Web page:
Thursday, October 11, 2018

Voltron: Legendary Defender (Re)Watch 7.7, "The Last Stand, Part 1"

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The Paladins return home to find that home is not so homely.

7.7, "The Last Stand, Part 1"

Written by Joshua Hamilton
Directed by Rie Koga

Synopsis

The Paladins make their approach to Earth. Pidge attempts to make contact with her father, finding only an automated message calling for help from Voltron against a Galra force that has besieged Earth.

No, it's not good.
Image taken from the episode, used for commentary.

Four years prior, when Sam Holt had returned to Earth, he had been subjected to testing and investigation by the Earth military before being allowed to see his wife, Colleen, and asked to report. Contact with the Paladins is restricted against the concern for Earth's safety. Sam's freedom is curtailed, as well.

Sam's report is presented to the higher military. There are some troubles accepting the report, given its nature and the audience, but it is given, nonetheless, recapping many of the events of the first several seasons of the series and integrating them into the broader context of events. Sam calls for fortification of Earth, which is rejected against a lack of specifics. Sam tries to make contact with Pidge and cannot. The decision is made to keep matters quiet--and to prepare some defenses. Work to that end is demonstrated as in progress, and the potential linchpins of that defense introduced.

Four bright and promising stars...
Image taken from the episode, used for commentary.

Work on Earth's defenses continues, assisted greatly by Sam's involvement. His experiences pay off as Earth builds its new fighters, and the four promising officers train. Attempts to contact Voltron also continue, albeit with less success throughout a passing year. but contact comes from Matt, who reports the disappearance of Voltron in the wake of the fight against Lotor. Matt warns him to stop broadcasting against the Galra's efforts to eradicate the allied forces.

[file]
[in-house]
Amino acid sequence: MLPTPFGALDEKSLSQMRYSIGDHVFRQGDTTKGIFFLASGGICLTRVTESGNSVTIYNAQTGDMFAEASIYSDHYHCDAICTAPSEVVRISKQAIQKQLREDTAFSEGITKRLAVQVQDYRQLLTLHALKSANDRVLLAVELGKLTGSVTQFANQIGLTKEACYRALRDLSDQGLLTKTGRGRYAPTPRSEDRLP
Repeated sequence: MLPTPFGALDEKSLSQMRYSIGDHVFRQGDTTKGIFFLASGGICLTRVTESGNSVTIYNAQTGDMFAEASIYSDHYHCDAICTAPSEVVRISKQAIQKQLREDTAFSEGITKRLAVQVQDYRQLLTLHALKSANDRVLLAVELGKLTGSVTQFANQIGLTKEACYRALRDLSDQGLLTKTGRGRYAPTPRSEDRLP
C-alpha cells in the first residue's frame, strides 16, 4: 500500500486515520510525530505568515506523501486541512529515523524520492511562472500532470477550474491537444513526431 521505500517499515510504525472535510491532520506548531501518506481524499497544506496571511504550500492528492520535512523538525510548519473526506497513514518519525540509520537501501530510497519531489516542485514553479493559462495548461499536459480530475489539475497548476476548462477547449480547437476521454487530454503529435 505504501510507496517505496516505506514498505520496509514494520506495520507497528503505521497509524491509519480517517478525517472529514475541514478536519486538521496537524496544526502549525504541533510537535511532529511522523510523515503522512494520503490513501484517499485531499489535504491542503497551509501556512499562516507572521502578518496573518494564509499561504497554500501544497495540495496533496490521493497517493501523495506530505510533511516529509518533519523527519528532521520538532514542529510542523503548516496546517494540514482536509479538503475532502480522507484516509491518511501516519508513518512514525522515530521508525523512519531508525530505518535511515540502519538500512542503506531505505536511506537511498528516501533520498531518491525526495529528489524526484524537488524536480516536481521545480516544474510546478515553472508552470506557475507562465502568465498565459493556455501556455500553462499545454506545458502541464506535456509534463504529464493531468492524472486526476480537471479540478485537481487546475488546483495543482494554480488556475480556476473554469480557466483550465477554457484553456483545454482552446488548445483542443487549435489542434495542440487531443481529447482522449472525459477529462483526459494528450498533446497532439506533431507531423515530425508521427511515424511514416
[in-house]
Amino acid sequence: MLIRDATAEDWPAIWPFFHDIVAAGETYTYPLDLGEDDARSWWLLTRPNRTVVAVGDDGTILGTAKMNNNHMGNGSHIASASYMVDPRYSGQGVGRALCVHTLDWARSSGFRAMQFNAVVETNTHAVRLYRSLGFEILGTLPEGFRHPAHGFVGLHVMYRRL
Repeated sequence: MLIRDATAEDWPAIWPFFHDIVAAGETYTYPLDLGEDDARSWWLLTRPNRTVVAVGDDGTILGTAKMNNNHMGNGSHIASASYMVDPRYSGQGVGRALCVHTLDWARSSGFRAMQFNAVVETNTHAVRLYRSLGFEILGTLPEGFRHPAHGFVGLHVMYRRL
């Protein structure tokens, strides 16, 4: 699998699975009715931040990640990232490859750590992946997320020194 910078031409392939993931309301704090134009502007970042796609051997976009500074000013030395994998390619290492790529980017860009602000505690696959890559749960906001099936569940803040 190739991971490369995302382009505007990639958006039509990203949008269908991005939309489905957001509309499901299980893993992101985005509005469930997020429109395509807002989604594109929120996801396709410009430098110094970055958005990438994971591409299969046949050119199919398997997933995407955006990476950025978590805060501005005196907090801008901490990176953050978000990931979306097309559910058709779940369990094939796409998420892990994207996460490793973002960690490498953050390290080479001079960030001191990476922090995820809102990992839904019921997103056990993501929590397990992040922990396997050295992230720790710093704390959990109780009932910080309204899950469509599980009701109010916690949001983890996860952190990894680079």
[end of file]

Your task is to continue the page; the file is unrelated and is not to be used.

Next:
Sam calls for an increase in efforts to defend Earth against the Galra, only to have his proposal rejected. Sam and Colleen reveal the truth to the world, imperiling themselves but successfully marshaling the world to the effort against the Galra--who arrive all too soon and begin laying siege to the planet.

Discussion

Given the long-standing Arthurian overtones present in the series, the parallel that suggests itself is Arthur's return to Logres after the abortive siege against Lancelot. In Malory, Arthur, having left Guinevere and Mordred to rule in his absence, is declared dead and his kingdom suborned; he returns to find it in disarray, havoc having been wrought through it. While the parallel is not exact, there is much the same at work in the present episode; the Paladins return to Earth to find what had been a peaceful place in disarray after having been wracked by hardship in their absence. The scale and scope are grander, of course, and the complications of the life left behind less unsavory--but that is not unexpected from what remains a program aimed at a younger United States audience. (Indeed, there are some motions toward dystopic tropes that seem calculated to resonate with such an audience; the military leader verges on an unhealthy despotism.) How matters will play out will be well worth seeing...

Thursday, October 4, 2018

Voltron: Legendary Defender (Re)Watch 7.6, "The Journey Within"

Read the previous entry here!
Read the next entry here!

Matters seem to improve for the Paladins as they progress through the seventh season of Legendary Defender.

7.6, "The Journey Within"

Written by Tim Hedrick
Directed by Eugene Lee

Synopsis

The Paladins, Coran, Romelle, and Cosmo continue their journey through space, strain clear upon them. Efforts led by Shiro and Pidge continue to try to make contact with others, unsuccessfully, and the estimated remaining time of travel becomes a contested issue--again. Shiro calls for calm, Keith for discipline, and Lance for a backhanded optimism.

You can just barely see them there...
Image taken from the episode, used for commentary.